Do 2019 High-Profile QB Transfers Have NFL Futures?

Chris Ross
Contributor to NFL Draft Lounge, part of the ISN Sports Network. Chris has been covering the NFL Draft since 2014 and is always down to talk sports. You can follow him on Twitter, @ChrisRossJr

With the introduction of the transfer portal in October 2018 came a wave of players deciding to control their college football destinies by transferring to different schools. Quarterbacks, in particular, seemed to take advantage of their newfound opportunity. In fact, several big-name throwers changing uniforms going into the 2019-20 season. The real question, however, is this; do any of these big-name transfers have NFL potential? Let’s take a look. 

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Jalen Hurts, Oklahoma (from Alabama)

When Jalen Hurts began his collegiate career at Alabama, he was an instant success. However, in an unpredictable world like college football, success is often fleeting. Between the arrival of Tua Tagovailoa and some regression in his play, Hurts eventually lost his starting role. Despite an awesome comeback story in the College Football Playoffs, Hurts decided to transfer to Oklahoma. 

As a former SEC Offensive Player of the Year, Hurts is clearly talented. However, he hasn’t yet shown the skills as a thrower to warrant a look as a professional quarterback prospect. Unless he suddenly becomes an accurate thrower of the football, a position change may be in the cards if Hurts is to stick as an NFL player. Regardless, I think Hurts has potential on this list of 2019 transfers.

Final Verdict: Potential NFL Backup/Probable Position Change

Kelly Bryant, Missouri (from Clemson)

Like Hurts, Kelly Bryant found himself displaced by a young quarterbacking phenom in Trevor Lawrence, causing him to seek out transfer options for his senior season. In the 2017-18 season as Clemson’s starter, Bryant was undoubtedly successful, though there are clear limitations to his game. Still, Bryant is relatively accurate and has shown the ability to make plays with his legs. Ultimately his lack of top-end arm talent limits Bryant’s upside to that of a low-to-mid grade NFL backup.

Final Verdict: Potential NFL Backup

Jacob Eason, Washington (from Georgia)

Transferring to Washington after losing his starting role to Jake Fromm at Georgia, Jacob Eason enters this season facing high expectations. As a true freshman back in 2016, Eason flashed some major arm talent before an injury ruined his career trajectory. This is a tough call due to his lack of game experience, but if he can show that he’s developed his mechanics and defensive recognition, Eason has a chance to be something at the next level. Based on arm strength alone, I have Jacob Eason listed high on this 2019 transfers list.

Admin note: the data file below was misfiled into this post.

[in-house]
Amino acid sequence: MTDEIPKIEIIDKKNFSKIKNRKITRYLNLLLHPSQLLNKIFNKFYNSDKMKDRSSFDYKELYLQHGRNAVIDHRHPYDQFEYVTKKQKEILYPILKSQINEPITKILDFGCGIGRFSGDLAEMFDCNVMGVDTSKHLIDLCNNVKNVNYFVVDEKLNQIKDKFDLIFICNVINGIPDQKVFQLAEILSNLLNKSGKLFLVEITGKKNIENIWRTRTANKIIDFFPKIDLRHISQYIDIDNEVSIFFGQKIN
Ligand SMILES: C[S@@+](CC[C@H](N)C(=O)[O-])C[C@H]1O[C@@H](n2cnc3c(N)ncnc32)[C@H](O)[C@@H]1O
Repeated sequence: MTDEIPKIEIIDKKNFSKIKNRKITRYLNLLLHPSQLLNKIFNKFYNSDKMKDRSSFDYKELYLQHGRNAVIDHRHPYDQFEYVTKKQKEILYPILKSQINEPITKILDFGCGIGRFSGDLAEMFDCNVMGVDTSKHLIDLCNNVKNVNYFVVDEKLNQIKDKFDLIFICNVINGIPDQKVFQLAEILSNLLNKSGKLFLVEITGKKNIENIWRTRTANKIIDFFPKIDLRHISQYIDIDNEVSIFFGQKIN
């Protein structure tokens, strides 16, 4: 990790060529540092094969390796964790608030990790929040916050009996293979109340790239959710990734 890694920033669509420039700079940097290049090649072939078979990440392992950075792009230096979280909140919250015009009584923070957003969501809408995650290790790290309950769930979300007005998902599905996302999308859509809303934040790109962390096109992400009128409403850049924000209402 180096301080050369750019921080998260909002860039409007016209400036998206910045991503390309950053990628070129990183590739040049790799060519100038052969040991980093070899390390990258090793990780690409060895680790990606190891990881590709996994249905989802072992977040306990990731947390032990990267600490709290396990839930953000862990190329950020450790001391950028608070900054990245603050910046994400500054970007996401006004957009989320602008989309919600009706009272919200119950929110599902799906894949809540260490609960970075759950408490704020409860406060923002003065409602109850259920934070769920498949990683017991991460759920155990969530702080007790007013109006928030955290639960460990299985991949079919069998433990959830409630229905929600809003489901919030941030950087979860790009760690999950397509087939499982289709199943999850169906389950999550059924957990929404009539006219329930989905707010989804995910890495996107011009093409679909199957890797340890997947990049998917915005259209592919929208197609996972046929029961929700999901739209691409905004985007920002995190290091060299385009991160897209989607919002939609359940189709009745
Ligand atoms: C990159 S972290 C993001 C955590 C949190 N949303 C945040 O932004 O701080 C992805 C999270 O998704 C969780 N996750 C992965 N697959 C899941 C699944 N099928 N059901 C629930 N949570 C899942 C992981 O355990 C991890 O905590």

Final Verdict: Potential Low-End QB1 or High-End QB2

Tommy Stevens, Mississippi State (from Penn State)

A true wild-card on this list, Tommy Stevens has hardly seen any game action to this point in his collegiate career. With Trace McSorely locked in as the Penn State starter for the last few years, Stevens has not yet had an opportunity to shine. At Mississippi State, Stevens isn’t guaranteed the starting job, and though in theory there is some talent here, it’s impossible to say if there’s NFL potential in Stevens. 

Final Verdict: Undecided; Potential Practice Squad Player Until Proven Otherwise

Hunter Johnson, Northwestern (from Clemson)

The second former Clemson QB on this list, Hunter Johnson was once one of the nation’s most prized recruits. Known for his big arm coming out of high school, Johnson was widely viewed as a better prospect than Tua Tagovailoa before they started their respective college careers. Like Stevens, there is almost no game film to evaluate here, but given his high school pedigree, I think there’s still a good chance Johnson puts out NFL-quality tape. 

Final Verdict: Undecided; Potential QB2 Until Proven Otherwise

Tate Martell, Miami (from Ohio State)

After making a surprising decision to transfer away from Ohio State instead of battling with newly-acquired QB Justin Fields, Tate Martell now finds himself in a tough positional battle at Miami. Known as an exceptional athlete, Martell hasn’t played enough to make any solid guesses on his future, but the early signs seem to be that, while exceptionally mobile and athletically gifted, Martell may not have the arm to make it as a professional player. Bottom line, I just want to see more from Martell before I move him up this 2019 transfers list.

Final Verdict: Undecided: Potential Practice Squad Player Until Proven Otherwise

Brandon Wimbush, UCF (from Notre Dame)

After three players in a row with almost no college football experience, we take a look at Brandon Wimbush who, while inexperienced in his own right, has at least played in actual college football games at some point over the past couple years. Known more as a runner at this point than a thrower, Wimbush has big-time arm strength but scattershot accuracy. In the right offense, I think he could carve out an NFL backup role, but I’m not seeing a starter here. 

Final Verdict: Potential Low-End QB2

Alex Hornibrook, Florida State (from Wisconsin)

On this list mostly due to name recognition stemming from a solid 2017 season, Hornibrook looks unlikely to even be a starter for Florida State after transferring from Wisconsin. 2017 was a good year but with so many questions about his decision-making, arm talent, and accuracy, it’s hard to see Hornibrook getting much of a shot in the NFL. 

Final Verdict: Potential Camp Arm/Practice Squad Player

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